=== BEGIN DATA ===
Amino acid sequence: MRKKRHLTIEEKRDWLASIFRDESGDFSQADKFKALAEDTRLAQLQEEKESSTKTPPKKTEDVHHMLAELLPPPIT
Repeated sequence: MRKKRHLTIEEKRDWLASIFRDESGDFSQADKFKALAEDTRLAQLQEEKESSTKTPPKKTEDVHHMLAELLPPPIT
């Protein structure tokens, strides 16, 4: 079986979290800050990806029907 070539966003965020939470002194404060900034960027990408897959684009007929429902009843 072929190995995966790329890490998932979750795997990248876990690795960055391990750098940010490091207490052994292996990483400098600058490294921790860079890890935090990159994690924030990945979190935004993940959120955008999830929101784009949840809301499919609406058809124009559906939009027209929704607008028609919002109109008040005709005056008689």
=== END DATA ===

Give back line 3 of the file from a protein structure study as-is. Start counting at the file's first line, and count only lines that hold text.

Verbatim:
């Protein structure tokens, strides 16, 4: 079986979290800050990806029907 070539966003965020939470002194404060900034960027990408897959684009007929429902009843 072929190995995966790329890490998932979750795997990248876990690795960055391990750098940010490091207490052994292996990483400098600058490294921790860079890890935090990159994690924030990945979190935004993940959120955008999830929101784009949840809301499919609406058809124009559906939009027209929704607008028609919002109109008040005709005056008689």